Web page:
There are other reasons for greater accountability. First is population-based health: Resources saved by one individual can be used to benefit another in the population. Second is better communication. Ungagging physicians to discuss cost issues related to lifestyle changes would help both doctors and patients to discuss patient values. Third is adequate access; managed care patients no longer need physicians to provide access, as the managed care organization provides that. Fourth is demonstrated cost-effectiveness and patient satisfaction, from self-help books to leading corporate wellness programs.
The arguments con
Why, on the other hand, is more patient accountability wrongheaded?
Three reasons: discrimination, privacy and uncertainty.
Picking on alcohol and drug users and smokers is arbitrary and discriminatory. What about chronic skiers who break a leg one year and return to Vail the next? Or motorcyclists who ride with only tresses covering their naked heads across Montana's speedlimitless beauty? Or balloonists who then try hang-gliding or bungee-jumping? Why should one group be held accountable for their injuries and potential injuries, and another be held up as just adventurous?
Abusing alcohol and drugs, overeating, underexercising and skiing are not medical behaviors. They are, in most cases, probably unrelated to taking medication or showing up for office visits. Instead, they represent important value choices that people in this country should be free to make. To control these activities with rules or incentives would be parental and paternalistic. Physicians are not charged with being enforcers of social policy, but instead are compassionate advocates who put a particular patient, in the office now, before personal or societal interest.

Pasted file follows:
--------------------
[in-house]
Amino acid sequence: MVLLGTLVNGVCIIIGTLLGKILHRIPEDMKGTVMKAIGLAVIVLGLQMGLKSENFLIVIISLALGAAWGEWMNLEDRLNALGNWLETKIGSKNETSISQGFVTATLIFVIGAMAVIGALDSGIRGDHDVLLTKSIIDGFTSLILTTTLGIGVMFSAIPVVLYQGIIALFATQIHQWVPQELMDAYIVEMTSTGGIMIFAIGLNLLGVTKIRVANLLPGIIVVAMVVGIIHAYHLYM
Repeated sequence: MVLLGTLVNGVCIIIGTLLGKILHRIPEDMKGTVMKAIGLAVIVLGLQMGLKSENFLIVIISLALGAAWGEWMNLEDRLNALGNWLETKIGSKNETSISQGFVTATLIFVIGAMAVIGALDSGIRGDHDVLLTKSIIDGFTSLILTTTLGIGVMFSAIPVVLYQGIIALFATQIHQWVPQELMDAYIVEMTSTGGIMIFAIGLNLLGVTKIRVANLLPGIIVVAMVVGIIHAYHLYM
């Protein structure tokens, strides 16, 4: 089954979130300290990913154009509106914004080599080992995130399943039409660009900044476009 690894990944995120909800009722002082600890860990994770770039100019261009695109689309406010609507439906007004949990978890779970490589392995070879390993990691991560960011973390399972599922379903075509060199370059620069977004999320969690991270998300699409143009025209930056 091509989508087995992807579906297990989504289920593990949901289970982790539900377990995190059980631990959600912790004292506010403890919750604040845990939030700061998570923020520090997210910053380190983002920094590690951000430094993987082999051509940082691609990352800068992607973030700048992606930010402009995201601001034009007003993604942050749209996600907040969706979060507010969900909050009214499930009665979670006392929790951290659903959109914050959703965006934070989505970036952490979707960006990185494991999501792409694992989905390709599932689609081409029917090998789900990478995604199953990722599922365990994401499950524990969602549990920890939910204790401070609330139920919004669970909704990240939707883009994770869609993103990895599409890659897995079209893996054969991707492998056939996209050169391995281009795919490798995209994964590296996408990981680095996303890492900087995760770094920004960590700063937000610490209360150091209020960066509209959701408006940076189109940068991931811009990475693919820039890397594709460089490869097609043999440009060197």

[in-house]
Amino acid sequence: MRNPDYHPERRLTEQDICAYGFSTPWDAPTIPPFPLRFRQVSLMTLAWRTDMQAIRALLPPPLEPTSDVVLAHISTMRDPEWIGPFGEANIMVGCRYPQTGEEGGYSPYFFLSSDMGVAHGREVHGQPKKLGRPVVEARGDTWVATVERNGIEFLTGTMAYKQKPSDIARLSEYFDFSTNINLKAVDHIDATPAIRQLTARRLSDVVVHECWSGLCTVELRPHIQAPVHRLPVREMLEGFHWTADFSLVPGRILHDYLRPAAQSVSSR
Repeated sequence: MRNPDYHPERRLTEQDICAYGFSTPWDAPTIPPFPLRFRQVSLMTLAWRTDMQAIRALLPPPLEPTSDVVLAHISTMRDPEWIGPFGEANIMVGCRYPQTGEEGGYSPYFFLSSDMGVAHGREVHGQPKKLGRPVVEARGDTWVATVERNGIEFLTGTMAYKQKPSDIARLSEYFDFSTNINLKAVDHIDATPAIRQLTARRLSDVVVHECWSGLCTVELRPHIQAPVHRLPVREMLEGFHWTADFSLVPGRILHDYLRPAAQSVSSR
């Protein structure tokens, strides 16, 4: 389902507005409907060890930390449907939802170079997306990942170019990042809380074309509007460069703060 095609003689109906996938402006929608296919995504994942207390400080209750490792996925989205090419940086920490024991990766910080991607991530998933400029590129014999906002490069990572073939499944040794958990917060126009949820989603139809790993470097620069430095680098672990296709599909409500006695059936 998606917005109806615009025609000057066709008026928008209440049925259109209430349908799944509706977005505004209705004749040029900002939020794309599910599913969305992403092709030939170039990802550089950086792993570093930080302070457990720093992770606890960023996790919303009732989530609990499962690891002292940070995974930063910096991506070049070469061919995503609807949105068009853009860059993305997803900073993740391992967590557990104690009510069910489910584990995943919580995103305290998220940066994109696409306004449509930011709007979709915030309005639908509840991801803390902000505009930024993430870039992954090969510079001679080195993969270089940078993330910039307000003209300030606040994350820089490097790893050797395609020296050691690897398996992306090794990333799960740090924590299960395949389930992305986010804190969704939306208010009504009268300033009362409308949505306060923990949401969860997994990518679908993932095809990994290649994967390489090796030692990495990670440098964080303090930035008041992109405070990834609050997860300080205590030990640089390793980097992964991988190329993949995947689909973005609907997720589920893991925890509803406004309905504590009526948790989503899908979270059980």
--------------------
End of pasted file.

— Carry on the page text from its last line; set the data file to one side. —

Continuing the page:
Scientific information about diet in particular seems to change every month. The USDA creates and then retracts and then reissues a dietary Pyramid, something lots of people think went out with the Egyptians. It still allows 30 percent of calories from fat. The new fat substitute Olestra may re-invent potato chips even as it sucks folate and fluids from your system, not to mention mouth-feel from your palate. And now there's leptin, which drains body weight from mice, and should be ready for FDA approval within 10 years. So why add 50 grams of fiber to your diet when the recommendation to do so could change any moment, and you may be able to take a fat pill?
There are other reasons here, too. First, patients are not really autonomous, even if they are better educated. More information can't always overcome genetics, luck and culture. Second, lifestyle behaviors are notoriously stubborn: Only one of 20 obese people who lose what they want keeps it off for five years. Third, managed care organizations are more interested in short-term paybacks than long-term investments. And because patients change plans so often, any given managed care organization may be out of business and into Brazil by the time a comprehensive wellness programs pays off.
So who is right?
Whichever side of the argument you find stronger, the issue of patient accountability is here to stay. The real question is one of reins or fences — incentives or rules — and who constructs them, and why. Physicians will seek new ways to align patient incentives with their own. In that way, perhaps, choice and information can reduce not only health care costs but also patient vulnerability.